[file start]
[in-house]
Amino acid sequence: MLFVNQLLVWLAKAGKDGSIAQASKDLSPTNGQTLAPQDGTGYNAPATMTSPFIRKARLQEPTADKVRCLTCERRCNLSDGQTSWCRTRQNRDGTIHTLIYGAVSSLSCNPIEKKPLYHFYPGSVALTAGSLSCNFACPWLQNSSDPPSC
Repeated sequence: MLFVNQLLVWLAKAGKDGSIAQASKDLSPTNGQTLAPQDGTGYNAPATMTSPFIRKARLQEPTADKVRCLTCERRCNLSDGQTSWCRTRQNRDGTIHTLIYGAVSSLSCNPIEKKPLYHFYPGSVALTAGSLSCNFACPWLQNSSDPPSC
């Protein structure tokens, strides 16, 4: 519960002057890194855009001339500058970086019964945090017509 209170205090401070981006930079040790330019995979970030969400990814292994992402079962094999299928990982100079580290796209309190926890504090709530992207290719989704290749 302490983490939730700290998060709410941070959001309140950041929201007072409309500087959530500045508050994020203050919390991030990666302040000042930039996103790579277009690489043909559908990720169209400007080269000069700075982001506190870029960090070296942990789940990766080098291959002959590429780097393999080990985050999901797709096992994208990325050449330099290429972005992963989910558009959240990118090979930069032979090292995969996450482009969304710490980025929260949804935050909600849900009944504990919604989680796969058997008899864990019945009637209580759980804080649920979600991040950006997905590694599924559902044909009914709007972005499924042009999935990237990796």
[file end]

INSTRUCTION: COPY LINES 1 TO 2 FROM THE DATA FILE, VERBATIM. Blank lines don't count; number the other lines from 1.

[in-house]
Amino acid sequence: MLFVNQLLVWLAKAGKDGSIAQASKDLSPTNGQTLAPQDGTGYNAPATMTSPFIRKARLQEPTADKVRCLTCERRCNLSDGQTSWCRTRQNRDGTIHTLIYGAVSSLSCNPIEKKPLYHFYPGSVALTAGSLSCNFACPWLQNSSDPPSC